Monday, April 30, 2007

Reader's Diary #260- Dylan Thomas: Everyman's Poetry (up to "in the beginning"),Elder Olson: The Poetry of Dylan Thomas (up to "Character and Action")

It's not often I come across another poetry buff, yet when I do the conversation goes a little something like this:

Them: Do you read much?

Me: Yeah! I love reading! I'm a junkie! (Notice the exclamation marks and my tendency to get off topic.)

Them: What do you read, fiction?

Me: Some fiction yeah, a lot of poetry too.

Them: Poetry? Yeah? Me too! (Notice that the exclamation marks have now switched hands).

Me: So who are some of your favourites?

Them: Dylan Thomas, Yeats, you know, the classics.

Me: Oh.

Them: And you?

Me: Mostly contemporary Canadian stuff.

Them: Oh...

And so ends that. But I'm slowly working on it.

Dylan Thomas. Remember that scene from Dangerous Minds in which another teacher turns to Michelle Pfeifer's character and says something along the lines of, "Dylan? You're teaching these kids about Dylan Thomas?!" and she smugly says, "No, Bob Dylan." Because we all know how Bob is so relevant to inner-city gang kids. Anyway...

A while ago the local library had a used book sale and my wife brought me home a book entitled, The Poetry of Dylan Thomas thinking for some reason that it was poetry of Dylan Thomas (much like that Boston Pops covers the hits of Radiohead cd that you thought was such a great bargain). Upon closer inspection, it turned out to be criticism of his poetry written in 1954 by a man named Elder Olson. (Can you believe the library was getting rid of this?) Still I was curious to give it a whirl. I'm often shooting my mouth off about poetry, maybe it was time to see what a real critic does. But I wanted to actually read some of his work first. So I picked up a copy of selected Dylan Thomas poems the last time I was in Ottawa. Now I'm trying to manage a juggling act of reading them concurrently.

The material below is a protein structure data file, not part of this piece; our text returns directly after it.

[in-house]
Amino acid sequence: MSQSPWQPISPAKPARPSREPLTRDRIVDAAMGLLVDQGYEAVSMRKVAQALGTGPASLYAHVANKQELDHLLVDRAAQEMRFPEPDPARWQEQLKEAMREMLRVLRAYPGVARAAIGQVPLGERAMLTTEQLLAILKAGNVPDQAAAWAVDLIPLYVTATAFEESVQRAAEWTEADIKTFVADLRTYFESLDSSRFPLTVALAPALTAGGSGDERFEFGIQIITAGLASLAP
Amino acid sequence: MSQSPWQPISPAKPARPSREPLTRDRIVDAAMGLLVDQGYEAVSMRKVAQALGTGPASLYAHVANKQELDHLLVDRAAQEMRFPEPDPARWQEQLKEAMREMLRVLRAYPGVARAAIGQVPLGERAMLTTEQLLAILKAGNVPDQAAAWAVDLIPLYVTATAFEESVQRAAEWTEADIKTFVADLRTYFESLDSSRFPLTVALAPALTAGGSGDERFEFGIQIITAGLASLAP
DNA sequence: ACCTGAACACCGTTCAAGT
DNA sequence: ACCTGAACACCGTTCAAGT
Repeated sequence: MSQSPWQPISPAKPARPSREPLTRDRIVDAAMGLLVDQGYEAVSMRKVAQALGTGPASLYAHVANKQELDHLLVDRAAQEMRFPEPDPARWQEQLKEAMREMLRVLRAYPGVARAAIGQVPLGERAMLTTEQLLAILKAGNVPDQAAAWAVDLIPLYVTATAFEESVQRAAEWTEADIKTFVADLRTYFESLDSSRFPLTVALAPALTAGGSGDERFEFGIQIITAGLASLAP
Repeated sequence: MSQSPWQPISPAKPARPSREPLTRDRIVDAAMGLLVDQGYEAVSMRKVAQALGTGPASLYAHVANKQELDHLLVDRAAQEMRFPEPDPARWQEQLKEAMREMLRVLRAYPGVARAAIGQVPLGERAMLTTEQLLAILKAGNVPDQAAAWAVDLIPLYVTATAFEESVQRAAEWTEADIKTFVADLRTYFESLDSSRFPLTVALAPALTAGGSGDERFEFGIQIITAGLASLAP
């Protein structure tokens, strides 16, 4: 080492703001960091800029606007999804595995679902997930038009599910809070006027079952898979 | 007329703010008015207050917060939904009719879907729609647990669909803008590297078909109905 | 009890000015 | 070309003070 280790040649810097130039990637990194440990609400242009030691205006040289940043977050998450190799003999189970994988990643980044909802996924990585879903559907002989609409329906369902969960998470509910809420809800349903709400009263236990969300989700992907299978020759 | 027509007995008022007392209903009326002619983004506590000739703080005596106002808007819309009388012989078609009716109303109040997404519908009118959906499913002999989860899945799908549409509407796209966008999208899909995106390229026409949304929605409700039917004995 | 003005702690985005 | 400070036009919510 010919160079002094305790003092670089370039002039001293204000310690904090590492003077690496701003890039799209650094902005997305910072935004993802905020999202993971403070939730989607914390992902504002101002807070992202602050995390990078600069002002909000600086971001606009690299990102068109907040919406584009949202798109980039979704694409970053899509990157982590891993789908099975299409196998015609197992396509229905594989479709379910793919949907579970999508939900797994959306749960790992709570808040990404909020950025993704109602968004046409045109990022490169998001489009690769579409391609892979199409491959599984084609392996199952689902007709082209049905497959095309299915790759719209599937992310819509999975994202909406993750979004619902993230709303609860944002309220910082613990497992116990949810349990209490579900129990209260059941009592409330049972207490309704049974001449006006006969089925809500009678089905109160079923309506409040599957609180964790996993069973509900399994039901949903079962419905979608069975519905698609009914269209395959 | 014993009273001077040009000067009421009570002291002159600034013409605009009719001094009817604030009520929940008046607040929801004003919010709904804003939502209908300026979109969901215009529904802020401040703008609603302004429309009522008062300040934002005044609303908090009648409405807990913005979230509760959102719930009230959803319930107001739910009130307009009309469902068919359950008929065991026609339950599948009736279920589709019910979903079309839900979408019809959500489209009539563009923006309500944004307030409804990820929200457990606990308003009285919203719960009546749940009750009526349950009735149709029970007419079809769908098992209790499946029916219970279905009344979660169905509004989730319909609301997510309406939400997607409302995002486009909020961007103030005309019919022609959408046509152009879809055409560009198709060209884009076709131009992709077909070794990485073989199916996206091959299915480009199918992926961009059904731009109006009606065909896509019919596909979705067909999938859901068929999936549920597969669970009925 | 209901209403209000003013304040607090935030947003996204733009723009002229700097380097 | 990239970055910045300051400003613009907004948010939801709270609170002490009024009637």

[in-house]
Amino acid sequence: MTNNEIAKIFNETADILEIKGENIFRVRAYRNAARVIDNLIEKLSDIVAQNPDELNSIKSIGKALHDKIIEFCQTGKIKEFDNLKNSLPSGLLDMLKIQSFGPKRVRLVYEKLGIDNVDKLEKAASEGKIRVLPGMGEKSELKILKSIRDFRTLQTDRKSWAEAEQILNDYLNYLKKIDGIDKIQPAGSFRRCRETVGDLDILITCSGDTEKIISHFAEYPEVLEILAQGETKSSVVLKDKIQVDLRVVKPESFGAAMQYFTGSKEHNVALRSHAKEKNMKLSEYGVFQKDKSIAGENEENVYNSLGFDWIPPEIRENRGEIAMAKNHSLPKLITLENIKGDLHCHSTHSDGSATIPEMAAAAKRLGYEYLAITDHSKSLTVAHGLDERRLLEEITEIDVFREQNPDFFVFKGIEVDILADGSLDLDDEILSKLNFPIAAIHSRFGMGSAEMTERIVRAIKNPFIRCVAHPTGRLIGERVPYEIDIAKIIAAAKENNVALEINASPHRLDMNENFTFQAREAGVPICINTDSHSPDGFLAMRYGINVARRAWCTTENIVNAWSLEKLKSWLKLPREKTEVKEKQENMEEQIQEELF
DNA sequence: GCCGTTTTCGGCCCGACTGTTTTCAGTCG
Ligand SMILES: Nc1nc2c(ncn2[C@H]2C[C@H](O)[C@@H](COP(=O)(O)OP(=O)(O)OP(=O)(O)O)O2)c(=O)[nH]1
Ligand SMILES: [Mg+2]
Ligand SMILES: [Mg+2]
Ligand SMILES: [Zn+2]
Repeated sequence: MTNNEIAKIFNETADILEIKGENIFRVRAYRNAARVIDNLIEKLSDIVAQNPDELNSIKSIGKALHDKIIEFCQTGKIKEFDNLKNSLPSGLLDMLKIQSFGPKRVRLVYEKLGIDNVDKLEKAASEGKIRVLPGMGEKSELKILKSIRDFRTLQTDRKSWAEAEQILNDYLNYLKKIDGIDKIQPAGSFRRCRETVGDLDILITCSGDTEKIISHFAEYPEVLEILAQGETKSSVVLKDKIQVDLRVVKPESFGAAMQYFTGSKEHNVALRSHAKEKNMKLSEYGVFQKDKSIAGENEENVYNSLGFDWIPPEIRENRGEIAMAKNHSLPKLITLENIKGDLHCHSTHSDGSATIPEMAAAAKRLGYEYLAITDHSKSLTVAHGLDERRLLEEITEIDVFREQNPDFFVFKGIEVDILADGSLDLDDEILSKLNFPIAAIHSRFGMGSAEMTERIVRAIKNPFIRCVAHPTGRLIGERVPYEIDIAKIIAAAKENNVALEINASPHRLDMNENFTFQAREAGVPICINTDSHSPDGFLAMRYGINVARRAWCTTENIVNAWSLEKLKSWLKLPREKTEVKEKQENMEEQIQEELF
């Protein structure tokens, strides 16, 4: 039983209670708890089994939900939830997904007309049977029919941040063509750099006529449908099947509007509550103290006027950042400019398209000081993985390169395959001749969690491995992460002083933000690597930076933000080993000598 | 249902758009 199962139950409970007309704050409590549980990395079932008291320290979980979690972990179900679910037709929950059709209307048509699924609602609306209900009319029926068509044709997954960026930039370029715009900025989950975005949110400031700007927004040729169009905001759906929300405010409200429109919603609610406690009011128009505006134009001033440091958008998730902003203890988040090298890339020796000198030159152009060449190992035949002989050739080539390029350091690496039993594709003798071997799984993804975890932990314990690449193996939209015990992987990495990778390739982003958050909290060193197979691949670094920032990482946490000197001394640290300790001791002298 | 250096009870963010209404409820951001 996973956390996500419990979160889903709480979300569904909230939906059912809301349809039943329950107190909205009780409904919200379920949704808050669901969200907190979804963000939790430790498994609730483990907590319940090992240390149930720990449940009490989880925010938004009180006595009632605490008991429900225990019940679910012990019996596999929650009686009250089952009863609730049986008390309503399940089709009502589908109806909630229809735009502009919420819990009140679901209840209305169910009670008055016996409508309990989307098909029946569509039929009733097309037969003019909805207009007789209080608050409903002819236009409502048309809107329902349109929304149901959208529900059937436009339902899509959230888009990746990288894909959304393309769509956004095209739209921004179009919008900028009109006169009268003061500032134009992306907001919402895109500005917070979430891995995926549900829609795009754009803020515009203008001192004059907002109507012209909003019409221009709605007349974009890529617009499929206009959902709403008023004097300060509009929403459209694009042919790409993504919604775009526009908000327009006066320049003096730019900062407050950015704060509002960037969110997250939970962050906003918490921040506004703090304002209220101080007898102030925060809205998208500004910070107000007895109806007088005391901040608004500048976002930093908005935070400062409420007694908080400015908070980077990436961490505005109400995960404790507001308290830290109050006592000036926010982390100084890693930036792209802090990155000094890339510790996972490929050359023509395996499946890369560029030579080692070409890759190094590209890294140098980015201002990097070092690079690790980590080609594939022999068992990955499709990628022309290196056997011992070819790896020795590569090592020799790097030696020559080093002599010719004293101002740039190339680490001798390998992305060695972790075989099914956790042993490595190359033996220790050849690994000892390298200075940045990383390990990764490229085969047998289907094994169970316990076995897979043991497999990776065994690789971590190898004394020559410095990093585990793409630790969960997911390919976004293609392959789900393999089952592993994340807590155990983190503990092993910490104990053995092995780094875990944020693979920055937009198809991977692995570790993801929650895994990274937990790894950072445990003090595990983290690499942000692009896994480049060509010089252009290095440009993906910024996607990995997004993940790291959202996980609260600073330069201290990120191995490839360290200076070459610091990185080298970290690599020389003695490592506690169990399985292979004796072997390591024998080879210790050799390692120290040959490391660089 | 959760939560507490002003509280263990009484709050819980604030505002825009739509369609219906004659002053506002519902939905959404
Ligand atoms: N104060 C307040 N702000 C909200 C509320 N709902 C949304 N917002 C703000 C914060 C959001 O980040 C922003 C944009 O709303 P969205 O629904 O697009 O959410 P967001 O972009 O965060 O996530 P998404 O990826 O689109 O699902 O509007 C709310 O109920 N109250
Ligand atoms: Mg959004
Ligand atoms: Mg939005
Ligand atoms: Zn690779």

I'm not finding it as mesmerizing as one might think. Olson has given me some nice insights into Thomas's use of symbolism and it's been good to have actual poems to illustrate his points rather than the occasional line here or there. Plus, I'm enjoying the balance in Olson's work. He considers Thomas a genius at times, a lazy poet at others. Most importantly, he judges Thomas's work on pretty clear terms, which so far revolve around Thomas's imagination. However, I don't agree necessarily when he says "We measure performance as against what it seems impossible anyone should have done, against what only a fine artist could have done" and so forth. While I appreciate that this would make Olson's critique consistent, I do not appreciate the "we" suggesting that these values would be the same for everyone. It's like arguing that the artistic merit of figure skating can be judged fairly. It cannot. It's still subjective. What I think is impossible for anyone else to have achieved, might seem like child's play to you.

Also giving me insight into the Dylan Thomas poems are the notes in the back of the selected works. I especially liked the notes for "My hero bares his nerves". At first it reads as if someone is writing, it's the surface level of the poem. But as the notes suggest, there are a more than a few metaphors linking it to masturbation as well. Reading it a second time, I giggled like an adolescent boy. Read it here.


Barbara Bruederlin said...